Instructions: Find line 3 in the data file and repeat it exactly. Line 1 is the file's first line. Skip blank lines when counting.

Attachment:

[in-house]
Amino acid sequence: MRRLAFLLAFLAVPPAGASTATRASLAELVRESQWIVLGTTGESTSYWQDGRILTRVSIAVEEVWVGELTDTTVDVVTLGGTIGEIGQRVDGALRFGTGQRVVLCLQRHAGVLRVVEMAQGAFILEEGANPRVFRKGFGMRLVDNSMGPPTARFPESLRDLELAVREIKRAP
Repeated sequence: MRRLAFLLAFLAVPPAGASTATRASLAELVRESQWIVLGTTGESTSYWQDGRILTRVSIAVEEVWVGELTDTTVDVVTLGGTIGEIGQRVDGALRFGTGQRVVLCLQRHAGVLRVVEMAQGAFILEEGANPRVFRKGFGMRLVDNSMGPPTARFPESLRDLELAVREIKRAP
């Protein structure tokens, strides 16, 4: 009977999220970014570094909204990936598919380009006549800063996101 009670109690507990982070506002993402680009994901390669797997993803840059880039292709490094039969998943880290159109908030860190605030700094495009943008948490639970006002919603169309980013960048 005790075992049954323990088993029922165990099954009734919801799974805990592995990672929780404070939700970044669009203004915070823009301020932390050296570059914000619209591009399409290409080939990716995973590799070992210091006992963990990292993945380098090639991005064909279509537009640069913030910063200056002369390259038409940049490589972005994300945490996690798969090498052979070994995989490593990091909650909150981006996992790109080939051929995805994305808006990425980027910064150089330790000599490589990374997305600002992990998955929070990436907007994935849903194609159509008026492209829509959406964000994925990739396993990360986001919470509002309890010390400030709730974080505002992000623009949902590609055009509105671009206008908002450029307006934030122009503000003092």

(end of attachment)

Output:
Repeated sequence: MRRLAFLLAFLAVPPAGASTATRASLAELVRESQWIVLGTTGESTSYWQDGRILTRVSIAVEEVWVGELTDTTVDVVTLGGTIGEIGQRVDGALRFGTGQRVVLCLQRHAGVLRVVEMAQGAFILEEGANPRVFRKGFGMRLVDNSMGPPTARFPESLRDLELAVREIKRAP